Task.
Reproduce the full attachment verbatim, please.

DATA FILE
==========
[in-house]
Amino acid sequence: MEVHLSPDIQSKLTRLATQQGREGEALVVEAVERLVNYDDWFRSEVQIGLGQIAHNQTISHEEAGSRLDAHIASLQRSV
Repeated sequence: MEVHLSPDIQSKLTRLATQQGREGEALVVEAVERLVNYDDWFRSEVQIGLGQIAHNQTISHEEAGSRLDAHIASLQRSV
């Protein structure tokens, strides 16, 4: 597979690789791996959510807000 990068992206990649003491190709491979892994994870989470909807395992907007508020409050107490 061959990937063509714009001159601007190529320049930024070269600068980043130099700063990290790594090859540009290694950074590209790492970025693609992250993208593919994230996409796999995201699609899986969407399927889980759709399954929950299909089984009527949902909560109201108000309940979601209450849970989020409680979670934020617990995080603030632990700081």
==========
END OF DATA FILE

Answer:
[in-house]
Amino acid sequence: MEVHLSPDIQSKLTRLATQQGREGEALVVEAVERLVNYDDWFRSEVQIGLGQIAHNQTISHEEAGSRLDAHIASLQRSV
Repeated sequence: MEVHLSPDIQSKLTRLATQQGREGEALVVEAVERLVNYDDWFRSEVQIGLGQIAHNQTISHEEAGSRLDAHIASLQRSV
């Protein structure tokens, strides 16, 4: 597979690789791996959510807000 990068992206990649003491190709491979892994994870989470909807395992907007508020409050107490 061959990937063509714009001159601007190529320049930024070269600068980043130099700063990290790594090859540009290694950074590209790492970025693609992250993208593919994230996409796999995201699609899986969407399927889980759709399954929950299909089984009527949902909560109201108000309940979601209450849970989020409680979670934020617990995080603030632990700081």